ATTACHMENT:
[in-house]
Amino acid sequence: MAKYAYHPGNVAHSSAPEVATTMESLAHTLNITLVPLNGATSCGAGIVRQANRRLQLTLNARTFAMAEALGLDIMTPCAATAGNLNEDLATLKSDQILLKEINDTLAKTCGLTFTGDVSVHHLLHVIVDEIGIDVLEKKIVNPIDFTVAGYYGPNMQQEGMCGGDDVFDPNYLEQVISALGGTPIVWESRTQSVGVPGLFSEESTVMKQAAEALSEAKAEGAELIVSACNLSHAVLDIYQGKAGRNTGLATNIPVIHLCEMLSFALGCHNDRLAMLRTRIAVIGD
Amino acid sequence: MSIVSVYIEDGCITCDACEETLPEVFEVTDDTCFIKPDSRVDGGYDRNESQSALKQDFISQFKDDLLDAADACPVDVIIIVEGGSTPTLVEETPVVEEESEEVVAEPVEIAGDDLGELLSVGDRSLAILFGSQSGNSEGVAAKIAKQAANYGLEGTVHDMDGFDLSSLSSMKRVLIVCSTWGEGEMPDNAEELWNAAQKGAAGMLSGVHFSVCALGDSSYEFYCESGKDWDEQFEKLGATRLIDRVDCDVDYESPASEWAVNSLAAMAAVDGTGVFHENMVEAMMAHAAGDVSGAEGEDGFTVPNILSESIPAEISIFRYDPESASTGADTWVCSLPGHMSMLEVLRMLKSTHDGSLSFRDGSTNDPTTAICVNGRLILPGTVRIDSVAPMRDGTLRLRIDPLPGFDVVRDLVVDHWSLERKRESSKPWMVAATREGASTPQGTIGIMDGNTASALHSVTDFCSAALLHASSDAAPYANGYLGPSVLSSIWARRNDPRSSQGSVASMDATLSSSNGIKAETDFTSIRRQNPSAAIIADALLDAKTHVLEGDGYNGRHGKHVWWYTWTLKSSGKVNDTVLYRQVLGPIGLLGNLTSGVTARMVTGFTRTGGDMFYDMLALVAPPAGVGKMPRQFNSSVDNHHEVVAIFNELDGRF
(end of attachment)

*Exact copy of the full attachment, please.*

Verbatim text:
[in-house]
Amino acid sequence: MAKYAYHPGNVAHSSAPEVATTMESLAHTLNITLVPLNGATSCGAGIVRQANRRLQLTLNARTFAMAEALGLDIMTPCAATAGNLNEDLATLKSDQILLKEINDTLAKTCGLTFTGDVSVHHLLHVIVDEIGIDVLEKKIVNPIDFTVAGYYGPNMQQEGMCGGDDVFDPNYLEQVISALGGTPIVWESRTQSVGVPGLFSEESTVMKQAAEALSEAKAEGAELIVSACNLSHAVLDIYQGKAGRNTGLATNIPVIHLCEMLSFALGCHNDRLAMLRTRIAVIGD
Amino acid sequence: MSIVSVYIEDGCITCDACEETLPEVFEVTDDTCFIKPDSRVDGGYDRNESQSALKQDFISQFKDDLLDAADACPVDVIIIVEGGSTPTLVEETPVVEEESEEVVAEPVEIAGDDLGELLSVGDRSLAILFGSQSGNSEGVAAKIAKQAANYGLEGTVHDMDGFDLSSLSSMKRVLIVCSTWGEGEMPDNAEELWNAAQKGAAGMLSGVHFSVCALGDSSYEFYCESGKDWDEQFEKLGATRLIDRVDCDVDYESPASEWAVNSLAAMAAVDGTGVFHENMVEAMMAHAAGDVSGAEGEDGFTVPNILSESIPAEISIFRYDPESASTGADTWVCSLPGHMSMLEVLRMLKSTHDGSLSFRDGSTNDPTTAICVNGRLILPGTVRIDSVAPMRDGTLRLRIDPLPGFDVVRDLVVDHWSLERKRESSKPWMVAATREGASTPQGTIGIMDGNTASALHSVTDFCSAALLHASSDAAPYANGYLGPSVLSSIWARRNDPRSSQGSVASMDATLSSSNGIKAETDFTSIRRQNPSAAIIADALLDAKTHVLEGDGYNGRHGKHVWWYTWTLKSSGKVNDTVLYRQVLGPIGLLGNLTSGVTARMVTGFTRTGGDMFYDMLALVAPPAGVGKMPRQFNSSVDNHHEVVAIFNELDGRF